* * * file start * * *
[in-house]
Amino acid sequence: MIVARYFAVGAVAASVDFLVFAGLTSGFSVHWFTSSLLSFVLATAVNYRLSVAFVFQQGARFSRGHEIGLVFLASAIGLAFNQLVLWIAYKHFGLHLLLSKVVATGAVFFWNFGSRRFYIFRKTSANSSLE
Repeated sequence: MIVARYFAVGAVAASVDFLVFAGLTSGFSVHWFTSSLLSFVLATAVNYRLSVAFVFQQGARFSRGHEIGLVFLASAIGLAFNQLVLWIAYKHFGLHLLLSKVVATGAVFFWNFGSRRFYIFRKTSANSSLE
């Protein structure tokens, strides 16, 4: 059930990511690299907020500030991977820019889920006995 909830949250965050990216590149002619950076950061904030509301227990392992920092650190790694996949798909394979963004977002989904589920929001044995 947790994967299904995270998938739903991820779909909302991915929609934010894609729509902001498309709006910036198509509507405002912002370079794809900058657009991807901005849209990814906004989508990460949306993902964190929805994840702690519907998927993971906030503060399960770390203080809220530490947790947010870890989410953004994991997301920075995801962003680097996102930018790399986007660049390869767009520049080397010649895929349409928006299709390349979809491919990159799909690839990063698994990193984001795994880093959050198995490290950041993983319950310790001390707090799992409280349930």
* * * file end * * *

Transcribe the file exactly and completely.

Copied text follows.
[in-house]
Amino acid sequence: MIVARYFAVGAVAASVDFLVFAGLTSGFSVHWFTSSLLSFVLATAVNYRLSVAFVFQQGARFSRGHEIGLVFLASAIGLAFNQLVLWIAYKHFGLHLLLSKVVATGAVFFWNFGSRRFYIFRKTSANSSLE
Repeated sequence: MIVARYFAVGAVAASVDFLVFAGLTSGFSVHWFTSSLLSFVLATAVNYRLSVAFVFQQGARFSRGHEIGLVFLASAIGLAFNQLVLWIAYKHFGLHLLLSKVVATGAVFFWNFGSRRFYIFRKTSANSSLE
């Protein structure tokens, strides 16, 4: 059930990511690299907020500030991977820019889920006995 909830949250965050990216590149002619950076950061904030509301227990392992920092650190790694996949798909394979963004977002989904589920929001044995 947790994967299904995270998938739903991820779909909302991915929609934010894609729509902001498309709006910036198509509507405002912002370079794809900058657009991807901005849209990814906004989508990460949306993902964190929805994840702690519907998927993971906030503060399960770390203080809220530490947790947010870890989410953004994991997301920075995801962003680097996102930018790399986007660049390869767009520049080397010649895929349409928006299709390349979809491919990159799909690839990063698994990193984001795994880093959050198995490290950041993983319950310790001390707090799992409280349930």